Unless specifically listed by a statute or regulation of your state, it may not be clear which procedures warrant informed consent. Because the standard in the community plays a role here, it may behoove the dentist to ask local colleagues which procedures they consider applicable.

The informed consent conversation will also help patients feel they are receiving more compassionate treatment.

During the conversation, patients must not be intimidated or be under medication that would cloud their judgment. They must be able to understand the language the doctor is speaking, and, if they lack the ability to understand the procedure and enter into an agreement, the dentist should discuss informed consent with a guardian.

Generally, before patients can prevail in a lawsuit against a dentist for lack of informed consent, they must prove that if they had known of the undisclosed risk, a reasonably prudent person in the patient’s position would not have undergone the procedure.7

Informed consent and malpractice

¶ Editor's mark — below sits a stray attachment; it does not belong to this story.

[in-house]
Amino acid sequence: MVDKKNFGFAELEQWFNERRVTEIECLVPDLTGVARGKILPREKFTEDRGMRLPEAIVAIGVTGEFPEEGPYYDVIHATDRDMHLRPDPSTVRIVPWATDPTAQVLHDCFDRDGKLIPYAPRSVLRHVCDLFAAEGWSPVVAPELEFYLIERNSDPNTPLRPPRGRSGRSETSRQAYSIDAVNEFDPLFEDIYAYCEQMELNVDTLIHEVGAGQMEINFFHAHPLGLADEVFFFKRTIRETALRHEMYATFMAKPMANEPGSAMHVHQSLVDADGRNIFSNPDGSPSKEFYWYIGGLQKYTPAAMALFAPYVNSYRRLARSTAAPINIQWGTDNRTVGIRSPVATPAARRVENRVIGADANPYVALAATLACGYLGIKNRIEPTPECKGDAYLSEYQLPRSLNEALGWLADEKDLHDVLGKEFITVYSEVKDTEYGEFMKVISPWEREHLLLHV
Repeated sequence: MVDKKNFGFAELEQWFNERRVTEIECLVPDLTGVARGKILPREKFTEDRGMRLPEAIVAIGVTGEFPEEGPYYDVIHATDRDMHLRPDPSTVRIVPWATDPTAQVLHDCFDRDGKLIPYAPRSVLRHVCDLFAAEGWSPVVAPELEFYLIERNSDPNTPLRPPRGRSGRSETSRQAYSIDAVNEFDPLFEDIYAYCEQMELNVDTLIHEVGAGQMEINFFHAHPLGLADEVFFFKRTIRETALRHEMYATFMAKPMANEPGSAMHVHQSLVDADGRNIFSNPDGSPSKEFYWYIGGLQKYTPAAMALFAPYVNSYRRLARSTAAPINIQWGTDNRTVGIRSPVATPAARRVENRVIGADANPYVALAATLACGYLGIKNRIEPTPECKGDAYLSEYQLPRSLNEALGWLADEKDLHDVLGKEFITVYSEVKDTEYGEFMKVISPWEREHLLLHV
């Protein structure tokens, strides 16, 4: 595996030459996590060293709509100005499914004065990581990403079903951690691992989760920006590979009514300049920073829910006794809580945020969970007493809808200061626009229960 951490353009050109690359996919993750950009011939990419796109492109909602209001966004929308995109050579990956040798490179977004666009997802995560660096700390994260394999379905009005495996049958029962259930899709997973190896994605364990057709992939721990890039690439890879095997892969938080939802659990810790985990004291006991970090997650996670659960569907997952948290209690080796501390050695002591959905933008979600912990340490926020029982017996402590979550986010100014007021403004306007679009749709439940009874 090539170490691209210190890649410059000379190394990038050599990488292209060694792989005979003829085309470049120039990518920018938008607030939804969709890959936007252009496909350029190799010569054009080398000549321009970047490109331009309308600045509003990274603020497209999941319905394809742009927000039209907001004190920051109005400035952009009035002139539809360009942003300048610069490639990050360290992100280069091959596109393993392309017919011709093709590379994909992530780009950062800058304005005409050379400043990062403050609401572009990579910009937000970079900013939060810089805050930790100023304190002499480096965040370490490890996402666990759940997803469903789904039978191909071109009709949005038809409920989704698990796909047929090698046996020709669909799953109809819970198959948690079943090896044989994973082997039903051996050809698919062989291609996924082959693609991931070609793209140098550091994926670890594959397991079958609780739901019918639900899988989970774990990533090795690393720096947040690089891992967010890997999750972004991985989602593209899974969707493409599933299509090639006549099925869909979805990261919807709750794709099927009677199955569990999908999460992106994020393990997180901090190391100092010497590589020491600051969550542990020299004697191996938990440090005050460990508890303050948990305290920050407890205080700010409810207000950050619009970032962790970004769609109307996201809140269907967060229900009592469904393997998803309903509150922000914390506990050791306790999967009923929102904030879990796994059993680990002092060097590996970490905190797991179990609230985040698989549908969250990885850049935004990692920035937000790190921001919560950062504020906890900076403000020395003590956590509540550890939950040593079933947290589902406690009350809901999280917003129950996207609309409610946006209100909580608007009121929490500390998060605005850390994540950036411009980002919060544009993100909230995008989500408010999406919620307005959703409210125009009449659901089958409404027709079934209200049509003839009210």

The word malpractice is actually an umbrella term for two types of negligence. The first type of negligence is operating below the standard of care by failing to obtain informed consent, in accordance with other professionals in the community.8 The second type occurs when the dentist operates below the standard of care by failing to diagnose or properly treat the patient.

This second type is our usual understanding of “malpractice.” The reality is that a dentist can be sued for malpractice for failure to obtain informed consent, for failing to diagnose or properly treat the patient, or both.

Consider this scenario: A patient presents with a nonrestorable #19. The dentist discusses extraction with placement of an immediate implant, but does not obtain informed consent. The patient is unaware of the risks of the procedure. Unfortunately, post-op, she develops a permanent paresthesia, perhaps due to swelling or compression of the nerve. A post-op CBCT scan shows the implant is not in or near the inferior alveolar nerve canal and no indication of negligent diagnosis or treatment exists. Yet, the patient may have a legitimate malpractice lawsuit, because the patient was harmed by an undisclosed risk.